Every Thursday morning, Donna Mohr looks forward to two things: seeing friends and trying to beat her bowling score from the previous week.
“Getting out of the house, being with people. It’s always fun to win and try to improve yourself, and do better with your bowling,” she said. “Every week you come with the attitude that I want to do better than I did last week.
“Especially at our age, it keeps us active.”
Mohr is 73. Her husband, Ron Mohr, is 76. They bowl together in the Senior Keglers league at Southern Bowl in Greenwood.
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Teammates on the Outlaws, a mixed league for seniors 55 and over, the Mohrs are one of 104 bowlers who participate in the Thursday morning league.
Avid bowlers with 100-plus years of experience between them, the Greenwood couple enjoys the social side of the game and, as their decades of league bowling reflect, they love the game itself.
Donna has bowled for 55 years. Ron has bowled for 50 years.
“I like the competition and getting together with other people, the camaraderie,” said Ron, who averages an impressive 190. “It can be pretty aggravating sometimes, but it’s a fun game.”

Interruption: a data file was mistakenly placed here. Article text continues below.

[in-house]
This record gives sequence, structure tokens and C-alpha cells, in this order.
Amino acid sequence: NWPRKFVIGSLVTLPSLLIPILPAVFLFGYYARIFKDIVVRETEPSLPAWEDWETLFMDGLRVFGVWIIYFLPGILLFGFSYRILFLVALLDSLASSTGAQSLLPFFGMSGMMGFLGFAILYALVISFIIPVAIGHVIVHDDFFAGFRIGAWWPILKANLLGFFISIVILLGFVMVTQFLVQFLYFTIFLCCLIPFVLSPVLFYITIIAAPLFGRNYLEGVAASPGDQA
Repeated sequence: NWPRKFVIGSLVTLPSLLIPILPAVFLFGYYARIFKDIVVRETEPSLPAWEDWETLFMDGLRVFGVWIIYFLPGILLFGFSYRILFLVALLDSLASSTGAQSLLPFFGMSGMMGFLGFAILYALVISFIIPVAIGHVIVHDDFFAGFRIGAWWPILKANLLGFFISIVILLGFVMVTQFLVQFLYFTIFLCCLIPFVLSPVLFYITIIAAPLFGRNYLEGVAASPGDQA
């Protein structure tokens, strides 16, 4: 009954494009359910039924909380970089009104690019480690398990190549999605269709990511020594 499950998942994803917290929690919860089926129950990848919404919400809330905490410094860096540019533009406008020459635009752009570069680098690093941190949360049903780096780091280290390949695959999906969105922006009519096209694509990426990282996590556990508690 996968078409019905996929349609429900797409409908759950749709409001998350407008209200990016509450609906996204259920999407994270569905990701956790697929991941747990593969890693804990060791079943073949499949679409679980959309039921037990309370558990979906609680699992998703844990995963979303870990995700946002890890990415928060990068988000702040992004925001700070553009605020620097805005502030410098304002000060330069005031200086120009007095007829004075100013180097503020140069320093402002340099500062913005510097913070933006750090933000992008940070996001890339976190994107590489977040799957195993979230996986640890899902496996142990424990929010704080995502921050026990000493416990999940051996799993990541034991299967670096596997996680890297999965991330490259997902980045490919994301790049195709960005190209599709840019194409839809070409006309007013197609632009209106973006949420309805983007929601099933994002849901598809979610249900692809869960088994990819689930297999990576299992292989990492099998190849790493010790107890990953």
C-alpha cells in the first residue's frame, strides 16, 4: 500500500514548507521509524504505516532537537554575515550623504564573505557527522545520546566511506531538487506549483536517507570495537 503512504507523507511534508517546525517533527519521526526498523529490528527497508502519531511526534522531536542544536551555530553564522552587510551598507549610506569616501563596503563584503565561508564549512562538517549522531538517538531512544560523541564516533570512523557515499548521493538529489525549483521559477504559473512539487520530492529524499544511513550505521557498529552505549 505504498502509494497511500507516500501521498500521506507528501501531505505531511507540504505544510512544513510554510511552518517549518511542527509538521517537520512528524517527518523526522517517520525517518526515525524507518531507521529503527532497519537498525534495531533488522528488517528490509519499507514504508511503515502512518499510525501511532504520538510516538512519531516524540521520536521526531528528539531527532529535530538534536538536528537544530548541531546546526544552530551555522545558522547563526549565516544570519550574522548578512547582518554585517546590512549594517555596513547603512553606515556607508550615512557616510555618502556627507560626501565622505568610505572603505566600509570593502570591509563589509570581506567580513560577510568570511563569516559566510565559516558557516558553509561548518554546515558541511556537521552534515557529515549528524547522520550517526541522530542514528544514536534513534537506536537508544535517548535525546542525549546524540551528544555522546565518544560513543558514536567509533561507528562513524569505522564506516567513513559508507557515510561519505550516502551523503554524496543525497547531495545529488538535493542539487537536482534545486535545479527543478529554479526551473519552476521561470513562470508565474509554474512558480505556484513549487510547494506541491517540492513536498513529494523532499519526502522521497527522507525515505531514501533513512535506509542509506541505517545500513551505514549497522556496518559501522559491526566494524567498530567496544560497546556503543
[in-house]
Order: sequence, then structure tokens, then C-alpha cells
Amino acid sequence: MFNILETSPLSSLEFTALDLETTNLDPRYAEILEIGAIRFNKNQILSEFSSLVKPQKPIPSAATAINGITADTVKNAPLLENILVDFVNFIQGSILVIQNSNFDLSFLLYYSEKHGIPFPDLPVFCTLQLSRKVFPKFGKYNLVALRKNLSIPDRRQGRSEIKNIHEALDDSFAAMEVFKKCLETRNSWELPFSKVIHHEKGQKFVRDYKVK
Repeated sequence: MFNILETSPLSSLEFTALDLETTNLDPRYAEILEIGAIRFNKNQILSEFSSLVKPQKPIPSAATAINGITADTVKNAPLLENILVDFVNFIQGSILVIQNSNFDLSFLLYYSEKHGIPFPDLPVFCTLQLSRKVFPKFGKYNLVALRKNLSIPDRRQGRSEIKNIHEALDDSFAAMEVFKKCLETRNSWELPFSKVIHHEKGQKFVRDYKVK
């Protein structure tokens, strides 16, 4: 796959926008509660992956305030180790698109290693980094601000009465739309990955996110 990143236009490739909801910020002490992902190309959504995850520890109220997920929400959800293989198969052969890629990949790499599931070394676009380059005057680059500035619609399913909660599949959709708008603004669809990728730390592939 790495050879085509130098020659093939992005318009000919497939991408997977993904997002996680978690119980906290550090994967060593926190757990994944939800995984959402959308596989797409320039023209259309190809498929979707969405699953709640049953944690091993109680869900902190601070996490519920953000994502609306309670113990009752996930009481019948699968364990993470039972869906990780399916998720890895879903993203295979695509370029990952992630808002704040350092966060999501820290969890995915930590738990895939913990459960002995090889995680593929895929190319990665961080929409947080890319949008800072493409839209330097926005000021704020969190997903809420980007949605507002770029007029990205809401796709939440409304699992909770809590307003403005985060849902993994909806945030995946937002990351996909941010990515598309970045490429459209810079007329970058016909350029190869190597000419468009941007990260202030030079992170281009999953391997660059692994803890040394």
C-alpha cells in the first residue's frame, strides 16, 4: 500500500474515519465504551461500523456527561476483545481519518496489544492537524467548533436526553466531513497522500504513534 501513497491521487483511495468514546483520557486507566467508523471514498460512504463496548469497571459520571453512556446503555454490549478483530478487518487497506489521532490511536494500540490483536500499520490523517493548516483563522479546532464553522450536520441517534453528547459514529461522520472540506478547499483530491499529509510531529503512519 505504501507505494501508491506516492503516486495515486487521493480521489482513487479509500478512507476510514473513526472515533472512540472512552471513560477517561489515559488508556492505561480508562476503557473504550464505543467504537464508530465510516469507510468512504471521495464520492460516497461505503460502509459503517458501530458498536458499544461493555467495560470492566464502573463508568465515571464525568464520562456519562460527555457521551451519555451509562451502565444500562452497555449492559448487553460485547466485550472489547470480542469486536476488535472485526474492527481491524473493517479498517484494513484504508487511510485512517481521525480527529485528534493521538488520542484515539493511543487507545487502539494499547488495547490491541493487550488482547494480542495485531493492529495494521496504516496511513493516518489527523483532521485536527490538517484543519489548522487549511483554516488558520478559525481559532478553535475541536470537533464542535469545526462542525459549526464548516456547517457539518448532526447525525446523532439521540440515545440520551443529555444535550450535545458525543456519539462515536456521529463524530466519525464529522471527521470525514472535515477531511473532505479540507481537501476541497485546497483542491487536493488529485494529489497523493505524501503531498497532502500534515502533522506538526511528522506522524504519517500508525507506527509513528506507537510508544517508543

Ralph Shannon, whose team is the Late Comers, enjoys the bowling in the senior league for many of the same reasons.
An active bowler in his younger days, Shannon, 70, gave up the sport 30 years ago but joined the Senior Keglers league at the suggestion of a friend.
He’s very glad to be back.
“I thought, well, I need something to do in the winter and get out and get a little more exercise,” said Shannon, and Indianapolis resident. “I think I enjoy the the socialization as much as the bowling.”
Sandy Lawson, the league’s president, joined the Senior Keglers in her first year of eligibility. She was 55.
She’s now 74 and having a much fun as ever.
“Most of us just bowl because we like to bowl and have a good time with everybody,” Lawson said. “It’s a very friendly league.
“It’s a fun league.”
Comprised of 26 four-person teams, the Senior Keglers has players ranging in age from mid-50s to 80s. Some years, the league has players in their 90s.
But regardless, most players have two things in common: a desire to stay active and a desire to spend time with friends.
“Some of these people who don’t have their wives or husbands, it gives them a day out to enjoy mixing with people instead of going to bars or somewhere,” Ron Mohr said. “They can come to the bowling alley and enjoy some companionship.”
And have fun in a sport that has no age or skills barriers.
“You definitely can do it for as long you can walk,” Donna Mohr said. “Some of them are just barely (walking), but they can throw the ball.
“They’re still here and they’re getting out and they’re having a good time, and I think that’s what it’s mostly about.”